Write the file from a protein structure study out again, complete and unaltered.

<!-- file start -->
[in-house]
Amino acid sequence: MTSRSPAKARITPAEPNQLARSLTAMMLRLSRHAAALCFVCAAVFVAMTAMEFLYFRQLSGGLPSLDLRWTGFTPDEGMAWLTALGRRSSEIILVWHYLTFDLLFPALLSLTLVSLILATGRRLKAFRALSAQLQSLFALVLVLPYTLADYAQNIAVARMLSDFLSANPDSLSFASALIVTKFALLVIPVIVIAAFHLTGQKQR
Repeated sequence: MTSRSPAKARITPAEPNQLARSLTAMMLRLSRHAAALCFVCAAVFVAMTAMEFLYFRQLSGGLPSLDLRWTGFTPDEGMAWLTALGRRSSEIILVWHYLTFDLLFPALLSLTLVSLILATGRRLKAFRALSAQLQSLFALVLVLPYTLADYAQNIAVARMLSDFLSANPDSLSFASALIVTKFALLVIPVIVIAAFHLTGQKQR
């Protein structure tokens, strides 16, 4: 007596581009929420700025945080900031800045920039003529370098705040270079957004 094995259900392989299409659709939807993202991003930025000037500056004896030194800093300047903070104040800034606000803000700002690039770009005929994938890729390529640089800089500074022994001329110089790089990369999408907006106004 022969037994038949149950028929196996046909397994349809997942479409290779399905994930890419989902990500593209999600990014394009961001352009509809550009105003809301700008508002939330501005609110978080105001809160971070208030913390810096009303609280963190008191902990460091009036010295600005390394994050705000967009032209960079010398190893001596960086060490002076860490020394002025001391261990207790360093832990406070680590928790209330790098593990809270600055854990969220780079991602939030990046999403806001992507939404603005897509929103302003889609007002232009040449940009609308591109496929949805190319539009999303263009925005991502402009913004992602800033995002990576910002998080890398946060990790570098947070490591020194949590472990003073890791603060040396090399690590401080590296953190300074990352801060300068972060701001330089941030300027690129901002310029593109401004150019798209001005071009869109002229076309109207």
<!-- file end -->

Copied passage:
[in-house]
Amino acid sequence: MTSRSPAKARITPAEPNQLARSLTAMMLRLSRHAAALCFVCAAVFVAMTAMEFLYFRQLSGGLPSLDLRWTGFTPDEGMAWLTALGRRSSEIILVWHYLTFDLLFPALLSLTLVSLILATGRRLKAFRALSAQLQSLFALVLVLPYTLADYAQNIAVARMLSDFLSANPDSLSFASALIVTKFALLVIPVIVIAAFHLTGQKQR
Repeated sequence: MTSRSPAKARITPAEPNQLARSLTAMMLRLSRHAAALCFVCAAVFVAMTAMEFLYFRQLSGGLPSLDLRWTGFTPDEGMAWLTALGRRSSEIILVWHYLTFDLLFPALLSLTLVSLILATGRRLKAFRALSAQLQSLFALVLVLPYTLADYAQNIAVARMLSDFLSANPDSLSFASALIVTKFALLVIPVIVIAAFHLTGQKQR
């Protein structure tokens, strides 16, 4: 007596581009929420700025945080900031800045920039003529370098705040270079957004 094995259900392989299409659709939807993202991003930025000037500056004896030194800093300047903070104040800034606000803000700002690039770009005929994938890729390529640089800089500074022994001329110089790089990369999408907006106004 022969037994038949149950028929196996046909397994349809997942479409290779399905994930890419989902990500593209999600990014394009961001352009509809550009105003809301700008508002939330501005609110978080105001809160971070208030913390810096009303609280963190008191902990460091009036010295600005390394994050705000967009032209960079010398190893001596960086060490002076860490020394002025001391261990207790360093832990406070680590928790209330790098593990809270600055854990969220780079991602939030990046999403806001992507939404603005897509929103302003889609007002232009040449940009609308591109496929949805190319539009999303263009925005991502402009913004992602800033995002990576910002998080890398946060990790570098947070490591020194949590472990003073890791603060040396090399690590401080590296953190300074990352801060300068972060701001330089941030300027690129901002310029593109401004150019798209001005071009869109002229076309109207």